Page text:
The INTEGRAL mission
A major step in exploring the high-energy Universe is ESA’s INTEGRAL mission which has been launched October 17, 2002 into a High Eccentric Orbit.
Its two main instruments, SPI and IBIS, cover complementary aspects to obtain the broadest possible astrophysical information : the spectrometer SPI offers excellent narrow line sensitivity and provides an extended source imaging capability. The imager IBIS provides the complement of fine imaging; it also has useful sensitivity to broad lines and continuum emission.
The INTEGRAL payload is completed by two monitor instruments covering the main instrument FOVs and providing concurrent monitoring of gamma-ray targets in the X-ray (2-100 keV) and optical domains.
INTEGRAL is an observatory type mission. Most of the observing time, the “general program”, is awarded to the scientific community at large.
The INTEGRAL science data center (ISDC) performs data preprocessing, spots potential targets of opportunity (response within 24 hours) and archives the data which are made available to the scientific community.
The European Space Agency ESA is responsible for the overall spacecraft and mission design, instrument integration, systems test and spacecraft operations.
The spectrometer SPI
The INTEGRAL spectrometer SPI features a compact array of high purity Germanium detectors cooled by a Stirling cooler system and shielded by a massive anticoincidence system.
A coded mask modulates the astrophysical signal. SPI performs spectral analysis of high-energy sources in the energy range between 20 keV - 8 MeV such as supernovae remnants, novae, compact Galactic sources, annihilation sites, Active Galactic Nuclei etc.
The anticipated performance for narrow line spectroscopy is characterized by an energy resolution in the parts per thousand range, an angular resolution of order 2.5° within a fully coded field of view of 16°, and a sensitivity 3-7 10-6 ph cm-2.s-1 in the energy range relevant for nuclear astrophysics.
Collaborating scientific institutes are :
France (CESR Toulouse, CEA Saclay, CNES Toulouse)
Germany (MPE Garching)
Italy (IFCTR Milano)
Spain (U. Valencia)
Belgium (U. Louvain)
United Kingdom (U. Birmingham)
Poland (CBK Warshaw)
USA (UC San Diego, LBL Berkeley, NASA/GSFC Greenbelt).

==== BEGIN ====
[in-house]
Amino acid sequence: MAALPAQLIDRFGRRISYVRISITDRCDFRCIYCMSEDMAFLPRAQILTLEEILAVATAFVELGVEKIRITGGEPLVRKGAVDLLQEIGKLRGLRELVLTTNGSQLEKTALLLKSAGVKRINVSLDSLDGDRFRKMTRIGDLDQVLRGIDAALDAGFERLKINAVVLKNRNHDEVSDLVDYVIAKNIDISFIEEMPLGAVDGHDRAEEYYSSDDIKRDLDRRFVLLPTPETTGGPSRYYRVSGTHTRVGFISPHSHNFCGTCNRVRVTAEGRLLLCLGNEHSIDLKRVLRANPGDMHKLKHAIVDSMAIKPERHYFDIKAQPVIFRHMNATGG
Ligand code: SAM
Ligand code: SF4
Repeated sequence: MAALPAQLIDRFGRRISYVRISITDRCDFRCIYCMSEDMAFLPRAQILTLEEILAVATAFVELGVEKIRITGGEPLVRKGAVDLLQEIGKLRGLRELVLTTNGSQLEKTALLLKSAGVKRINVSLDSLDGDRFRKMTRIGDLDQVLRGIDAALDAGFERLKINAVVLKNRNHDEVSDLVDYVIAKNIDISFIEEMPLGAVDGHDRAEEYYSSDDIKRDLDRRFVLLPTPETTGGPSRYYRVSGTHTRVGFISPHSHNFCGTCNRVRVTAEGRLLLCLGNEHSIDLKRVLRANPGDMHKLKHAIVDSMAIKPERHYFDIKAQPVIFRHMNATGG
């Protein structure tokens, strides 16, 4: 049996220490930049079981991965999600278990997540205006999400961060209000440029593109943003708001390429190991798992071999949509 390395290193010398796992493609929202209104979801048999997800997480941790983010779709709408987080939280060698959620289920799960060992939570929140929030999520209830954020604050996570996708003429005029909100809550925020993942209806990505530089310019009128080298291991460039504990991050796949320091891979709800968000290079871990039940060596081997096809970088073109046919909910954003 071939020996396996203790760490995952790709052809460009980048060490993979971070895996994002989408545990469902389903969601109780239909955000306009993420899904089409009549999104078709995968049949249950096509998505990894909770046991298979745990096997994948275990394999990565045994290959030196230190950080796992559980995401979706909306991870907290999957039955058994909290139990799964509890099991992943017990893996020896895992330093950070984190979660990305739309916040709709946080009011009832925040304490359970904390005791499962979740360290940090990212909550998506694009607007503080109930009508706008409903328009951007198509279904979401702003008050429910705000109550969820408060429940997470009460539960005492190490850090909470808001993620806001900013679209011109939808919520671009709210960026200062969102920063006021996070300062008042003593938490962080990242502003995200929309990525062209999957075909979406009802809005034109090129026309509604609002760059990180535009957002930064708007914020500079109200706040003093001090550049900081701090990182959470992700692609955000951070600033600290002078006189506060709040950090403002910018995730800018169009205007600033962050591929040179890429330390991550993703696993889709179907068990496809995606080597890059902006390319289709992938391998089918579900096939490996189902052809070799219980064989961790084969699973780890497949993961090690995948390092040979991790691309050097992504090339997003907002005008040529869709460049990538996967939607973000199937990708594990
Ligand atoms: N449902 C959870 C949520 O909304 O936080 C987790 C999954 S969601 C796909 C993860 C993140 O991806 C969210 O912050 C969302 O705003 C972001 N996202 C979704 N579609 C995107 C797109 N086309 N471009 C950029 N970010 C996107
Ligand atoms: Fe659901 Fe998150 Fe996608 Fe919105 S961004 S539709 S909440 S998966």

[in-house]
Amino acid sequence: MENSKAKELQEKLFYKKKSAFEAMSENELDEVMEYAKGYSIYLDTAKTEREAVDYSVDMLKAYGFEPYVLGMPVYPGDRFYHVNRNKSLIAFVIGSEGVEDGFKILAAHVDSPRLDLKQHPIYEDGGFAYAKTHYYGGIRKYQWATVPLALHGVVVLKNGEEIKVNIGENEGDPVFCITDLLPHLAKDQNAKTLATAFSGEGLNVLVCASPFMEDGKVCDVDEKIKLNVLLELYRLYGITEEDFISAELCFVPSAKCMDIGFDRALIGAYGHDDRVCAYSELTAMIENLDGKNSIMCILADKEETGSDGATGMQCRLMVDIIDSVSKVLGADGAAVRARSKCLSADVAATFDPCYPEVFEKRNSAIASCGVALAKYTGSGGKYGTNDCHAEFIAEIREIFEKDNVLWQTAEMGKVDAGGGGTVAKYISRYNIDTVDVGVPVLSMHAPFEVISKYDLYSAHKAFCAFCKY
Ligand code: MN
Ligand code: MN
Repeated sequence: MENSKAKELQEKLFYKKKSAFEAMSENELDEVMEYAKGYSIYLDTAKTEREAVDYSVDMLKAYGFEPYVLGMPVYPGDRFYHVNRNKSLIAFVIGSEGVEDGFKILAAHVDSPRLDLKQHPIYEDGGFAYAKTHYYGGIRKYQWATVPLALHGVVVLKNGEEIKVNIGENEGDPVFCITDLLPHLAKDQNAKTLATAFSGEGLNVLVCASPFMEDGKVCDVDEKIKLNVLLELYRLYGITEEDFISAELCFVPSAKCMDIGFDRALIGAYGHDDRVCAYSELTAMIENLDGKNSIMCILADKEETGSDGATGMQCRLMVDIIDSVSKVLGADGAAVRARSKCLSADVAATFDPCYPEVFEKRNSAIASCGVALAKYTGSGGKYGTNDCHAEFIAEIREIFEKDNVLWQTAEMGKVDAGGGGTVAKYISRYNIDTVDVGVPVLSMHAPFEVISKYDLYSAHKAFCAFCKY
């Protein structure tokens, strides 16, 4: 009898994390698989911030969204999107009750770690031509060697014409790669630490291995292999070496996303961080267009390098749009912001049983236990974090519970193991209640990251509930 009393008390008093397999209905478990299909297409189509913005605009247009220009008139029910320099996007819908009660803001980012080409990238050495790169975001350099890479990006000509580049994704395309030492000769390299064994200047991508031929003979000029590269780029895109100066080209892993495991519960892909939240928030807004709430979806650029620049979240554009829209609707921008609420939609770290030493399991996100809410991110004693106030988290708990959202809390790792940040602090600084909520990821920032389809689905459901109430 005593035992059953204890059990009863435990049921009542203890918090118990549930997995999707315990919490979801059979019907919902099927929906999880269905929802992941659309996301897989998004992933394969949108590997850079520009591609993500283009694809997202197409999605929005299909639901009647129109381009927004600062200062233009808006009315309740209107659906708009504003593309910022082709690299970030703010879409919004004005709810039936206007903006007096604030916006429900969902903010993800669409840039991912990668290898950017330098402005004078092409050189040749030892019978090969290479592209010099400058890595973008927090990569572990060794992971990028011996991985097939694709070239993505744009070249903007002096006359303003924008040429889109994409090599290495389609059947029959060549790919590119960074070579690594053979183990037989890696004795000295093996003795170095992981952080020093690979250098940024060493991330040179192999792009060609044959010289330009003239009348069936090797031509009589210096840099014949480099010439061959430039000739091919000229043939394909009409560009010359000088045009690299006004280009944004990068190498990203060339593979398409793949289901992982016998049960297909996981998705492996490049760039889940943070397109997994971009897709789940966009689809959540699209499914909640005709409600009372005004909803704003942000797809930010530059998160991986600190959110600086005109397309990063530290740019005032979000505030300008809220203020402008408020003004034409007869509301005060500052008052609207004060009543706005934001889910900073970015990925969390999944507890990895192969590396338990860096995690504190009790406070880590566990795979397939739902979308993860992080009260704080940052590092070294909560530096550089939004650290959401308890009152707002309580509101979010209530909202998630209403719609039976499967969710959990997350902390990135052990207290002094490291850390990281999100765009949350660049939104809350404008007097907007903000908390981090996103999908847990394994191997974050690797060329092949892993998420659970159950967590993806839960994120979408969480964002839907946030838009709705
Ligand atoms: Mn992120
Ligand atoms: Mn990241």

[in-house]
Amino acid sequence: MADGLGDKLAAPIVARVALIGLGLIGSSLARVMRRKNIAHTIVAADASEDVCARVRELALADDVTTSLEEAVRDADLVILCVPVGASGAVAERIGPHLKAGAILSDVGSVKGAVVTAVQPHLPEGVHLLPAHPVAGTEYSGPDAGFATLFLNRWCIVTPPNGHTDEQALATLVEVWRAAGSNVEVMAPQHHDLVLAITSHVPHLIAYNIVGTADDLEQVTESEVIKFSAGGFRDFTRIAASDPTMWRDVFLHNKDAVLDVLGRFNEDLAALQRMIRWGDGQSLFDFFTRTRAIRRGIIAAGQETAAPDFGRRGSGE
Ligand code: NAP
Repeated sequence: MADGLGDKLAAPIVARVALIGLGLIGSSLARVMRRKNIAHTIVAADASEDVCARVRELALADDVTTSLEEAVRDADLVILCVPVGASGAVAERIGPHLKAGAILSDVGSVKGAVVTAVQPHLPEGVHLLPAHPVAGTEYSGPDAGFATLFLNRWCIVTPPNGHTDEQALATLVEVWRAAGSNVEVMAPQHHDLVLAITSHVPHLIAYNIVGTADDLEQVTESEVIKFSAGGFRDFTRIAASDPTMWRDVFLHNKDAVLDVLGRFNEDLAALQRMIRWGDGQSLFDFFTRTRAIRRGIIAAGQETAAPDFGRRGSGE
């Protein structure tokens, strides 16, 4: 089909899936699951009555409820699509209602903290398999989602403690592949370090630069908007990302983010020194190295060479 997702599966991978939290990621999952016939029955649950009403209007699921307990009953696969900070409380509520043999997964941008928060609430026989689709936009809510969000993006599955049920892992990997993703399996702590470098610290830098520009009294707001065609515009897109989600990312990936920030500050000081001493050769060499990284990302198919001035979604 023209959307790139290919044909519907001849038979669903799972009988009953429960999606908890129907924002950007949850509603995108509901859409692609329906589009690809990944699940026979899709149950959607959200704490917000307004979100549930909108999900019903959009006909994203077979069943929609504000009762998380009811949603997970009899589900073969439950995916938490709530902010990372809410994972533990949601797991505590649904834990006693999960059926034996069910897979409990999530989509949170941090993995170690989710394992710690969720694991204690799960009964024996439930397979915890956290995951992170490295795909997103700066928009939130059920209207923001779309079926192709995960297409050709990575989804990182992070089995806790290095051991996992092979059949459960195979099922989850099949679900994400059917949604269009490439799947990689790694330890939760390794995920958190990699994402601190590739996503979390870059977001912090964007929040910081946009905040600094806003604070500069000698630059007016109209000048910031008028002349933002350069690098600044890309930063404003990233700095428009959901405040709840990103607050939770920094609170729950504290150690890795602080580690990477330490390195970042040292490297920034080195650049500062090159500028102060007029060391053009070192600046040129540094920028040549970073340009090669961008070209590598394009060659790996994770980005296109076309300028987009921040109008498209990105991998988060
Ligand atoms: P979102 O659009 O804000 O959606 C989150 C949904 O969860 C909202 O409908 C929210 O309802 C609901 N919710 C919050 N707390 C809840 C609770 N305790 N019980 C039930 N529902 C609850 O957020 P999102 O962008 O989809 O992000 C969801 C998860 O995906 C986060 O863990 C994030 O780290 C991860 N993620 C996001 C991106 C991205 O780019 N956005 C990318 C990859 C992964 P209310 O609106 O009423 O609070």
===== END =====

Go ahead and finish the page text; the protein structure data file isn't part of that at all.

SPI scientific objectives
SPI provides high resolution spectroscopy with superior sensitivity and covers a wealth of scientific objectives ranging from compact sources as broad class annihilators, through long-lived galactic radioisotopes such as 26Al with hotspots in the degree-range to the extremely extended galactic disk and bulge emission of the narrow e+e- line.
Gamma-ray lines are the fingerprints of nuclear transitions, carrying the memory of high energy processes in the universe. Gamma-ray spectroscopy is thus a unique tool to identify the presence of excited nuclei, quantitatively determine their abundance’s, and provide insight into the physical conditions of the source regions (temperature, density, gravitational or cosmological energy shifts).
The “fine spectroscopy / coarse imaging” concept of SPI is particularly appropriate to nuclear astrophysics since phenomena such as the diffusion of radioactive isotopes into the interstellar medium often lead to narrow lines emitted on a broad angular scale, whereas gamma-ray line emissions from violent compact objects are more likely to be spectrally broadened.
Nevertheless, SPI also improves our understanding of compact objects - galactic and extragalactic - through the observation of spectral features such as cyclotron lines.
The detector array consists of 19 n-type germanium detectors, with a total geometric detection area of 500 cm2. The individual detectors have a hexagonal shape, 3.2 cm on a side, 7 cm deep, and a center-to-center distance of 6 cm. They are mounted inside a partially pressurized Al capsule.
The preamplified signal of each detector is fed into an analog front-end electronics (AFEE) system where it is amplified, filtered and converted in 32000 channels that are split into two energy ranges.
In order to reduce internal background produced by ß decays inside the Ge detectors, a Pulse Shape Discrimination (PSD) system also receives the preamplified signal.
By distinguishing single site interactions (predominantly caused by ß decays) and non-localized interactions (primarily produced by gamma-rays), the PSD improves the sensitivity by about a factor of two between 200 keV and 1.5 MeV.
The information of the PSD and AFEE are then time-tagged and formatted by the digital front end electronics (DFEE) before being sent to the digital processing electronics (DPE).
At CESR (Toulouse, France), the detector array and analog front-end electronics have been developed, while CEA (Saclay, France) provided the digital front-end electronics.